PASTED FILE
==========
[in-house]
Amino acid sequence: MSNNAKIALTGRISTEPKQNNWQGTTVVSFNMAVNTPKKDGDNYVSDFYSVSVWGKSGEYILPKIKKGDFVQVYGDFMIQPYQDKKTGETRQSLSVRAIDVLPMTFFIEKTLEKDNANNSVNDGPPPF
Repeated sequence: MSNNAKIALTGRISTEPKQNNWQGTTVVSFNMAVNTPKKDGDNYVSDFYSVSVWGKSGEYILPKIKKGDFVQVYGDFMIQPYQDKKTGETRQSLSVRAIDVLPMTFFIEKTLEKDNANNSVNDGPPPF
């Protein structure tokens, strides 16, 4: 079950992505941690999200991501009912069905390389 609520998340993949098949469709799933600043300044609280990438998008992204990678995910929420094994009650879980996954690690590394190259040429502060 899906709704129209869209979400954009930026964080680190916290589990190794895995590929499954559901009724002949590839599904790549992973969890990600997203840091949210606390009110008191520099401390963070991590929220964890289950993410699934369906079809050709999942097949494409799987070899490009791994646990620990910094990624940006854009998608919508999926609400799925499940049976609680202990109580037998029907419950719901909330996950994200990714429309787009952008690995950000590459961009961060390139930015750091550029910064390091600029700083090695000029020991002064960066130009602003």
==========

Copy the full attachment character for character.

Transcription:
[in-house]
Amino acid sequence: MSNNAKIALTGRISTEPKQNNWQGTTVVSFNMAVNTPKKDGDNYVSDFYSVSVWGKSGEYILPKIKKGDFVQVYGDFMIQPYQDKKTGETRQSLSVRAIDVLPMTFFIEKTLEKDNANNSVNDGPPPF
Repeated sequence: MSNNAKIALTGRISTEPKQNNWQGTTVVSFNMAVNTPKKDGDNYVSDFYSVSVWGKSGEYILPKIKKGDFVQVYGDFMIQPYQDKKTGETRQSLSVRAIDVLPMTFFIEKTLEKDNANNSVNDGPPPF
């Protein structure tokens, strides 16, 4: 079950992505941690999200991501009912069905390389 609520998340993949098949469709799933600043300044609280990438998008992204990678995910929420094994009650879980996954690690590394190259040429502060 899906709704129209869209979400954009930026964080680190916290589990190794895995590929499954559901009724002949590839599904790549992973969890990600997203840091949210606390009110008191520099401390963070991590929220964890289950993410699934369906079809050709999942097949494409799987070899490009791994646990620990910094990624940006854009998608919508999926609400799925499940049976609680202990109580037998029907419950719901909330996950994200990714429309787009952008690995950000590459961009961060390139930015750091550029910064390091600029700083090695000029020991002064960066130009602003």